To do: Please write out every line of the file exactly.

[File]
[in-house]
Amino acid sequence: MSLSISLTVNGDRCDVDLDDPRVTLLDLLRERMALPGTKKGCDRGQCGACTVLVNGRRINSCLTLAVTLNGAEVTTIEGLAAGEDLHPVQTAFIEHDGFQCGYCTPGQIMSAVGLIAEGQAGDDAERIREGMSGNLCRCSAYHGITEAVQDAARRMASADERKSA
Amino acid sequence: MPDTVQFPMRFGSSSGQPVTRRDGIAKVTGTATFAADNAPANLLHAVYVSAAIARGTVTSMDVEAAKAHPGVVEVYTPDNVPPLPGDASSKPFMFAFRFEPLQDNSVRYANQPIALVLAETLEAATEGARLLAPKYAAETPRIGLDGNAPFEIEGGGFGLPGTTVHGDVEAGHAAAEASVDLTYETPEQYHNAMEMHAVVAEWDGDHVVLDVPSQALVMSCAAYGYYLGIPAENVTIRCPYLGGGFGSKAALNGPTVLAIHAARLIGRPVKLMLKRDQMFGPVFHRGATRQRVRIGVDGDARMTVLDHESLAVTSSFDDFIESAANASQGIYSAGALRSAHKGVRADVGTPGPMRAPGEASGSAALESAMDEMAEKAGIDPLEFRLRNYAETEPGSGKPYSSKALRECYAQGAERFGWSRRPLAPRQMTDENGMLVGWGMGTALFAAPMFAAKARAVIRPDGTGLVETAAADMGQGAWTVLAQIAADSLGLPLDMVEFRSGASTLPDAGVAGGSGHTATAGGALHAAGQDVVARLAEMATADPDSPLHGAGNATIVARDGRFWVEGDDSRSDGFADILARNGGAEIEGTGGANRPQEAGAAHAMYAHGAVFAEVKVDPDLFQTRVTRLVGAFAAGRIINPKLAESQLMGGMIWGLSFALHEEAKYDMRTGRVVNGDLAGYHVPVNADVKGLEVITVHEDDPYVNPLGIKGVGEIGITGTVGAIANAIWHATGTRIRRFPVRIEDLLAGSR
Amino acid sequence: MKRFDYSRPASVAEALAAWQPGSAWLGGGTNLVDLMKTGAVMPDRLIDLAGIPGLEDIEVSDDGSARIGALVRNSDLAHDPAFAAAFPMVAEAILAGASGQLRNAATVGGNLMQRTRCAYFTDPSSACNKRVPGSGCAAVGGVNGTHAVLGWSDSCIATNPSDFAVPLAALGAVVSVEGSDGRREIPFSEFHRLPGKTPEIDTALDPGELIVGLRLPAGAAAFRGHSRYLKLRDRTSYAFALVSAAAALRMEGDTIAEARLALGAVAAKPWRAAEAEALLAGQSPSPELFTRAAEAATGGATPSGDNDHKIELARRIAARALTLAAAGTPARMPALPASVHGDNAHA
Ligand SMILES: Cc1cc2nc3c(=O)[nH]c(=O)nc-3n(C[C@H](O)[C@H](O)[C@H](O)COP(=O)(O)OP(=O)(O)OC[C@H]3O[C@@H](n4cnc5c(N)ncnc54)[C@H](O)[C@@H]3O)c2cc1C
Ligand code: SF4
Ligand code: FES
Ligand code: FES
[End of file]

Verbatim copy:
[in-house]
Amino acid sequence: MSLSISLTVNGDRCDVDLDDPRVTLLDLLRERMALPGTKKGCDRGQCGACTVLVNGRRINSCLTLAVTLNGAEVTTIEGLAAGEDLHPVQTAFIEHDGFQCGYCTPGQIMSAVGLIAEGQAGDDAERIREGMSGNLCRCSAYHGITEAVQDAARRMASADERKSA
Amino acid sequence: MPDTVQFPMRFGSSSGQPVTRRDGIAKVTGTATFAADNAPANLLHAVYVSAAIARGTVTSMDVEAAKAHPGVVEVYTPDNVPPLPGDASSKPFMFAFRFEPLQDNSVRYANQPIALVLAETLEAATEGARLLAPKYAAETPRIGLDGNAPFEIEGGGFGLPGTTVHGDVEAGHAAAEASVDLTYETPEQYHNAMEMHAVVAEWDGDHVVLDVPSQALVMSCAAYGYYLGIPAENVTIRCPYLGGGFGSKAALNGPTVLAIHAARLIGRPVKLMLKRDQMFGPVFHRGATRQRVRIGVDGDARMTVLDHESLAVTSSFDDFIESAANASQGIYSAGALRSAHKGVRADVGTPGPMRAPGEASGSAALESAMDEMAEKAGIDPLEFRLRNYAETEPGSGKPYSSKALRECYAQGAERFGWSRRPLAPRQMTDENGMLVGWGMGTALFAAPMFAAKARAVIRPDGTGLVETAAADMGQGAWTVLAQIAADSLGLPLDMVEFRSGASTLPDAGVAGGSGHTATAGGALHAAGQDVVARLAEMATADPDSPLHGAGNATIVARDGRFWVEGDDSRSDGFADILARNGGAEIEGTGGANRPQEAGAAHAMYAHGAVFAEVKVDPDLFQTRVTRLVGAFAAGRIINPKLAESQLMGGMIWGLSFALHEEAKYDMRTGRVVNGDLAGYHVPVNADVKGLEVITVHEDDPYVNPLGIKGVGEIGITGTVGAIANAIWHATGTRIRRFPVRIEDLLAGSR
Amino acid sequence: MKRFDYSRPASVAEALAAWQPGSAWLGGGTNLVDLMKTGAVMPDRLIDLAGIPGLEDIEVSDDGSARIGALVRNSDLAHDPAFAAAFPMVAEAILAGASGQLRNAATVGGNLMQRTRCAYFTDPSSACNKRVPGSGCAAVGGVNGTHAVLGWSDSCIATNPSDFAVPLAALGAVVSVEGSDGRREIPFSEFHRLPGKTPEIDTALDPGELIVGLRLPAGAAAFRGHSRYLKLRDRTSYAFALVSAAAALRMEGDTIAEARLALGAVAAKPWRAAEAEALLAGQSPSPELFTRAAEAATGGATPSGDNDHKIELARRIAARALTLAAAGTPARMPALPASVHGDNAHA
Ligand SMILES: Cc1cc2nc3c(=O)[nH]c(=O)nc-3n(C[C@H](O)[C@H](O)[C@H](O)COP(=O)(O)OP(=O)(O)OC[C@H]3O[C@@H](n4cnc5c(N)ncnc54)[C@H](O)[C@@H]3O)c2cc1C
Ligand code: SF4
Ligand code: FES
Ligand code: FES